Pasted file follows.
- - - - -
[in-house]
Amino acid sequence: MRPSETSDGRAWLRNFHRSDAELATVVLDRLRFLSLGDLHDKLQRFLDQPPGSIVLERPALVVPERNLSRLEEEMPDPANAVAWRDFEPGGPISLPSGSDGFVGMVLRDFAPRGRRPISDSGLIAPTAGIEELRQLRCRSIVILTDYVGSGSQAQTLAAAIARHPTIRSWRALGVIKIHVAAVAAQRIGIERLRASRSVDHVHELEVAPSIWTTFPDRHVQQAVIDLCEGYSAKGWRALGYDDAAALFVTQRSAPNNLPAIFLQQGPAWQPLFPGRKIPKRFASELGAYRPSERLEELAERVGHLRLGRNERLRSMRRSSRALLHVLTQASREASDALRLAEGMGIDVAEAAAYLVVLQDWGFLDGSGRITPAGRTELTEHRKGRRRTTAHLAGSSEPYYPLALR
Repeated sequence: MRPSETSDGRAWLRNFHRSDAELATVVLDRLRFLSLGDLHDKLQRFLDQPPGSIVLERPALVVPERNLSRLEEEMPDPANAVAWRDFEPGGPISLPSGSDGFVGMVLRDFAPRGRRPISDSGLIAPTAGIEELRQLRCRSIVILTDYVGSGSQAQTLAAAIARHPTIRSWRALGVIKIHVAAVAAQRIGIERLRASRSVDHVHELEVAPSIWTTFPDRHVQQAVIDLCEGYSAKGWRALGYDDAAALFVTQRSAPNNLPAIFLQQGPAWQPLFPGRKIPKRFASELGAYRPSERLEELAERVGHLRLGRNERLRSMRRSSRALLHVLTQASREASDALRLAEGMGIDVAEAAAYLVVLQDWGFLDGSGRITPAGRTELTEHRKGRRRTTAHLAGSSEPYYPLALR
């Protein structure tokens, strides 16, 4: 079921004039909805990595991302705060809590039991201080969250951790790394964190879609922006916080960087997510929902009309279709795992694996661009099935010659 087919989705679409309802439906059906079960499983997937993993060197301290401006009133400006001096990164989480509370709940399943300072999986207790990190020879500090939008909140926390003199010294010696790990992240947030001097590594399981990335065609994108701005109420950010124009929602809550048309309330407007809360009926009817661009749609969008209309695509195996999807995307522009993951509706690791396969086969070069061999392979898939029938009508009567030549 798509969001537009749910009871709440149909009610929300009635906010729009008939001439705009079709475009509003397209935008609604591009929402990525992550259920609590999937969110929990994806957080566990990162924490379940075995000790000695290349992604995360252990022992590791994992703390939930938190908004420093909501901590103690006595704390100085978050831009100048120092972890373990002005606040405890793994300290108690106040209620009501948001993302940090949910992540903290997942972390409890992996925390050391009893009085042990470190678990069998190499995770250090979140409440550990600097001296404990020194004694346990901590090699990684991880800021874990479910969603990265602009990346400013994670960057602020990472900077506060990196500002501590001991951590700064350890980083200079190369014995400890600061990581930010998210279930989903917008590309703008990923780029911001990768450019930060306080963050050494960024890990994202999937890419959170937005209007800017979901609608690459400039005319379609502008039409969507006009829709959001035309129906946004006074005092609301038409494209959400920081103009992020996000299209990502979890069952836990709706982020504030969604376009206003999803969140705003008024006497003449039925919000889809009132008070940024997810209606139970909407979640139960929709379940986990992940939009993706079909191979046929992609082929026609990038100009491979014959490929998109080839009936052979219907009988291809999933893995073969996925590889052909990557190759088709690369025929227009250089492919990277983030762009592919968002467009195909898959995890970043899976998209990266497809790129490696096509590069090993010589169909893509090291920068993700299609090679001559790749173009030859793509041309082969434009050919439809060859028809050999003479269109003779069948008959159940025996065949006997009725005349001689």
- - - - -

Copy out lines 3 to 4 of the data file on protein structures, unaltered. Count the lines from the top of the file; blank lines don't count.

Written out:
Repeated sequence: MRPSETSDGRAWLRNFHRSDAELATVVLDRLRFLSLGDLHDKLQRFLDQPPGSIVLERPALVVPERNLSRLEEEMPDPANAVAWRDFEPGGPISLPSGSDGFVGMVLRDFAPRGRRPISDSGLIAPTAGIEELRQLRCRSIVILTDYVGSGSQAQTLAAAIARHPTIRSWRALGVIKIHVAAVAAQRIGIERLRASRSVDHVHELEVAPSIWTTFPDRHVQQAVIDLCEGYSAKGWRALGYDDAAALFVTQRSAPNNLPAIFLQQGPAWQPLFPGRKIPKRFASELGAYRPSERLEELAERVGHLRLGRNERLRSMRRSSRALLHVLTQASREASDALRLAEGMGIDVAEAAAYLVVLQDWGFLDGSGRITPAGRTELTEHRKGRRRTTAHLAGSSEPYYPLALR
């Protein structure tokens, strides 16, 4: 079921004039909805990595991302705060809590039991201080969250951790790394964190879609922006916080960087997510929902009309279709795992694996661009099935010659 087919989705679409309802439906059906079960499983997937993993060197301290401006009133400006001096990164989480509370709940399943300072999986207790990190020879500090939008909140926390003199010294010696790990992240947030001097590594399981990335065609994108701005109420950010124009929602809550048309309330407007809360009926009817661009749609969008209309695509195996999807995307522009993951509706690791396969086969070069061999392979898939029938009508009567030549 798509969001537009749910009871709440149909009610929300009635906010729009008939001439705009079709475009509003397209935008609604591009929402990525992550259920609590999937969110929990994806957080566990990162924490379940075995000790000695290349992604995360252990022992590791994992703390939930938190908004420093909501901590103690006595704390100085978050831009100048120092972890373990002005606040405890793994300290108690106040209620009501948001993302940090949910992540903290997942972390409890992996925390050391009893009085042990470190678990069998190499995770250090979140409440550990600097001296404990020194004694346990901590090699990684991880800021874990479910969603990265602009990346400013994670960057602020990472900077506060990196500002501590001991951590700064350890980083200079190369014995400890600061990581930010998210279930989903917008590309703008990923780029911001990768450019930060306080963050050494960024890990994202999937890419959170937005209007800017979901609608690459400039005319379609502008039409969507006009829709959001035309129906946004006074005092609301038409494209959400920081103009992020996000299209990502979890069952836990709706982020504030969604376009206003999803969140705003008024006497003449039925919000889809009132008070940024997810209606139970909407979640139960929709379940986990992940939009993706079909191979046929992609082929026609990038100009491979014959490929998109080839009936052979219907009988291809999933893995073969996925590889052909990557190759088709690369025929227009250089492919990277983030762009592919968002467009195909898959995890970043899976998209990266497809790129490696096509590069090993010589169909893509090291920068993700299609090679001559790749173009030859793509041309082969434009050919439809060859028809050999003479269109003779069948008959159940025996065949006997009725005349001689």